One fact that has been lost is that Morse slept on the third floor which is a present-day bathroom when he lived at the Second Street home. On August 3, 1892, he slept in the now infamous second-floor guestroom where Abby was killed. “Maybe he was staying there to give Abby a reason to come up there the next day? It’s interesting that the night of the murders he went back up and slept in that room in that bed,” Pavao told Spain.

Yes, it’s extremely strange that Morse slept in the crime-scene room where Abby was hit eighteen times to her head and once between the shoulder blades.

It was after Pavao’s interview that Spain came up with the supposed bombshell that the murderer had to be a left-handed killer based on the blows to the stepmother’s head. The show suggested that all three of the suspects were right-handed, but Pavao told me after the premiere of the television program that he found a few inaccuracies in Spain’s research.

Photo by Frank C. Grace, Trig Photography

“I feel like people need to keep the case simple,” Pavao told me months after the premiere of the “Lizzie Borden, Innocent?” airing. “The left-handed theory assumes Abby was facing the killer. Also, Lizzie did have time to clean herself after Abby and would not have necessarily been bloodied by Andrew’s killing. Lizzie could have reached around from inside the dining room doorway when killing Andrew. This would have allowed the wall to shield most of her body from the blood spatter except perhaps her arm.”

Pavao said that there were several major inaccuracies highlighted on the show. “There’s no evidence that the Swansea farm was the center of a family feud,” he said, finding some huge holes presented as ground-breaking research. “Lizzie was not on morphine when she was first questioned. We also don’t know the strength of the morphine she was eventually given.”

Some of Spain’s “tests” during his televised investigation were flawed. For example, there was a train that connected Fairhaven and Fall River at the time, so horse and buggy wasn’t the only mode of transportation for Emma which Spain painstakingly recreated.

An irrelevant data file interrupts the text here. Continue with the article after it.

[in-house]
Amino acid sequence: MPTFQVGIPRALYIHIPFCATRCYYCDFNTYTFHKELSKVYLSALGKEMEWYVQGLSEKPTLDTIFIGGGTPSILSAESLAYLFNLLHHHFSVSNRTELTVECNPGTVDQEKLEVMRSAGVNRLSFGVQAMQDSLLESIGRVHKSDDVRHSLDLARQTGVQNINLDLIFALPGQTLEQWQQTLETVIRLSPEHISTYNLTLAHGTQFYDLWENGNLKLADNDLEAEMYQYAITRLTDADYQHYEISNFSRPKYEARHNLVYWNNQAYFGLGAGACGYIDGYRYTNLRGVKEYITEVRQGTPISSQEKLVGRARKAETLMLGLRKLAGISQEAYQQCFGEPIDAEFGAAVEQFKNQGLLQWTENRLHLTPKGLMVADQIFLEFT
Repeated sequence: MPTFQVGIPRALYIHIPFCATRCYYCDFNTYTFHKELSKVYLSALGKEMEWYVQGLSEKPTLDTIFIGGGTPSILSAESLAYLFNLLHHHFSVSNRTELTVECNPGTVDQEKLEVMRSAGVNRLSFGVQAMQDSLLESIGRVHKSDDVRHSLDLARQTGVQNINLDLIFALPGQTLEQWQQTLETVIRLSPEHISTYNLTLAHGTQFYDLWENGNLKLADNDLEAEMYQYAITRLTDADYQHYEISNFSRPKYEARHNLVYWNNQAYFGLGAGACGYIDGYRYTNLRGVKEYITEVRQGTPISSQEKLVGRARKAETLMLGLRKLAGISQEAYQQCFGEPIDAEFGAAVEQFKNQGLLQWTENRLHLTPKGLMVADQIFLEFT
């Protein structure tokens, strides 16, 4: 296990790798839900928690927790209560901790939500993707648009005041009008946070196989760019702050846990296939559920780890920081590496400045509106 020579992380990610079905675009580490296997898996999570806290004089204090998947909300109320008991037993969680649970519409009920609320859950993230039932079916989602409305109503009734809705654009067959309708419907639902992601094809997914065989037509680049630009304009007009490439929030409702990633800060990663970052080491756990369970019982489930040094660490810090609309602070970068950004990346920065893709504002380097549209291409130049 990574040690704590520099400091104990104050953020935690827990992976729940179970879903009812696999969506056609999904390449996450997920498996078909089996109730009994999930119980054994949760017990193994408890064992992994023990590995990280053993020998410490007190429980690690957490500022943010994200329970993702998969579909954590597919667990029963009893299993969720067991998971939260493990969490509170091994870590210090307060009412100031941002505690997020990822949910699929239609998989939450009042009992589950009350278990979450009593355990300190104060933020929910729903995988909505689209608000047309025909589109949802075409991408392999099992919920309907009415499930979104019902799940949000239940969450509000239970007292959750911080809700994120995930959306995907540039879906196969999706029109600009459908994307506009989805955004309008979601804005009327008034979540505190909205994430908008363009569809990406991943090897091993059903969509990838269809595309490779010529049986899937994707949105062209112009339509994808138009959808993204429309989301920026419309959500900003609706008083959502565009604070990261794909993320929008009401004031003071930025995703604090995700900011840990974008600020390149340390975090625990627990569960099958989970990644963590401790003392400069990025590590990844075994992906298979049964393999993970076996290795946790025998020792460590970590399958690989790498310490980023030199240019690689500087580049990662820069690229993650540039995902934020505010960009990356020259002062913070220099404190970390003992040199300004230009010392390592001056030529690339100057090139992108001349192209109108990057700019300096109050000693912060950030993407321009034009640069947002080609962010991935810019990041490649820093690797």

Also, the show seriously wanted to prove Borden’s innocence. “The question was not whether Bridget Sullivan could hear Andrew’s murder, but could Lizzie hear Abby’s body hit the floor? They didn’t check this,” Pavao said, adding that he did test this possibility when he lived in the Second Street home. “A 200-pound person hitting the floor would’ve been heard downstairs,” he told me. “Of course, it depends on how she fell.”

At the end of the “Lizzie Borden, Innocent?” television show, Spain summed up his investigation at the spot where all of the Bordens who were involved in the murders are buried, Oak Grove Cemetery. “What I found is that I just don’t want to believe that it was her. Despite what the experts have said, I just find it really difficult to accept that somebody that is capable of this kind of brutality, this heinous crime, could have close friends that genuinely loved them and start the humane society of Fall River,” Spain concluded. “I guess it comes down to what you think of Lizzie Borden as a person.”

Pavao, who pointed out that Borden didn’t start Fall River’s humane society but did fund a local animal rescue group, believes that the team from Legend Hunter didn’t intentionally revisit the Borden case with a biased lens. “Pat Spain and the crew were nice and professional. I like that the show focused on the history,” Pavao said. “The problem is that people don’t want to believe that Lizzie could have done it, so they spin the case.”

While Pavao did find some inaccuracies with the “Lizzie Borden, Innocent?” television program, he said Spain did an overall excellent job exploring the complexities of the case. “I’m not being critical. I was glad to see and be a part of the show,” Pavao said. “In the future, my wish would be that people focus more on the case itself, the characters, the history, and of course, the mystery.”

Lizzie Borden B&B photo by Frank C. Grace, Trig Photography